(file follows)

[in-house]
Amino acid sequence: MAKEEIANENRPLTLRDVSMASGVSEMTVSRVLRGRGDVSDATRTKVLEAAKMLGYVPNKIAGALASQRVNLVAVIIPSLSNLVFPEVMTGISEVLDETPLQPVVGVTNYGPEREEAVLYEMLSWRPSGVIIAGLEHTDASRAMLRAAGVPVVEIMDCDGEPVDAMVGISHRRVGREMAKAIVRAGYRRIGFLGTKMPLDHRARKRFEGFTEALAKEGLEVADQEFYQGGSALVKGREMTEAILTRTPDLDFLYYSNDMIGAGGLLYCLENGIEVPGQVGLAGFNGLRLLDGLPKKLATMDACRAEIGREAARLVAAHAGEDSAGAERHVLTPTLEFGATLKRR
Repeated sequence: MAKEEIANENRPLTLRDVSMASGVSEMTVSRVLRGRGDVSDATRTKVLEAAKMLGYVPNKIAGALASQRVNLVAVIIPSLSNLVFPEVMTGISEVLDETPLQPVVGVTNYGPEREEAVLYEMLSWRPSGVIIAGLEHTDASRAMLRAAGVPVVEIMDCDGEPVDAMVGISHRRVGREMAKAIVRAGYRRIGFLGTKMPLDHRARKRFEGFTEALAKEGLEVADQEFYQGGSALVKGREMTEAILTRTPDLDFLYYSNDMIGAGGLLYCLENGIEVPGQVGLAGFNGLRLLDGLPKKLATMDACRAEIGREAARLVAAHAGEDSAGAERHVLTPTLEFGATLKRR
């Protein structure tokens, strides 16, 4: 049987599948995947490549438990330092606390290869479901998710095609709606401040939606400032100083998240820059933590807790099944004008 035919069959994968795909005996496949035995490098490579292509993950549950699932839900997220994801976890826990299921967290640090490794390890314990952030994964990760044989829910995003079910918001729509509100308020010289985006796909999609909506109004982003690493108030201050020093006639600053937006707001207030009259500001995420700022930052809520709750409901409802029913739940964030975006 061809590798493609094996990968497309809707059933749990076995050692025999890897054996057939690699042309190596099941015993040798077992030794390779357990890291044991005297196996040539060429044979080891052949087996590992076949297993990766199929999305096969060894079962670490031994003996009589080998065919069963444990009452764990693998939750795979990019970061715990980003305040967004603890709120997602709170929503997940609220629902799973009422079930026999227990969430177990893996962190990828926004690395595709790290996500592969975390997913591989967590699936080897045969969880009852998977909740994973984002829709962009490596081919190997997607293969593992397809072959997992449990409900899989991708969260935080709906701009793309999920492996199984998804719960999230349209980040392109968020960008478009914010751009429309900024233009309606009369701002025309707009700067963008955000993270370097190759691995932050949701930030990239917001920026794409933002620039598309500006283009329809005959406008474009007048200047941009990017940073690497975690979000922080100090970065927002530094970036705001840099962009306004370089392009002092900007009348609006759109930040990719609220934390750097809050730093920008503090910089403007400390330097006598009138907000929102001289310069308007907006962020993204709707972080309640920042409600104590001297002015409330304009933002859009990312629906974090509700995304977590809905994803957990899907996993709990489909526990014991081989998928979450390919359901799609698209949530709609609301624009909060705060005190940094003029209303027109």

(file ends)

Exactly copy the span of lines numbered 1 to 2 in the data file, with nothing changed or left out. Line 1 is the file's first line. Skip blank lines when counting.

[in-house]
Amino acid sequence: MAKEEIANENRPLTLRDVSMASGVSEMTVSRVLRGRGDVSDATRTKVLEAAKMLGYVPNKIAGALASQRVNLVAVIIPSLSNLVFPEVMTGISEVLDETPLQPVVGVTNYGPEREEAVLYEMLSWRPSGVIIAGLEHTDASRAMLRAAGVPVVEIMDCDGEPVDAMVGISHRRVGREMAKAIVRAGYRRIGFLGTKMPLDHRARKRFEGFTEALAKEGLEVADQEFYQGGSALVKGREMTEAILTRTPDLDFLYYSNDMIGAGGLLYCLENGIEVPGQVGLAGFNGLRLLDGLPKKLATMDACRAEIGREAARLVAAHAGEDSAGAERHVLTPTLEFGATLKRR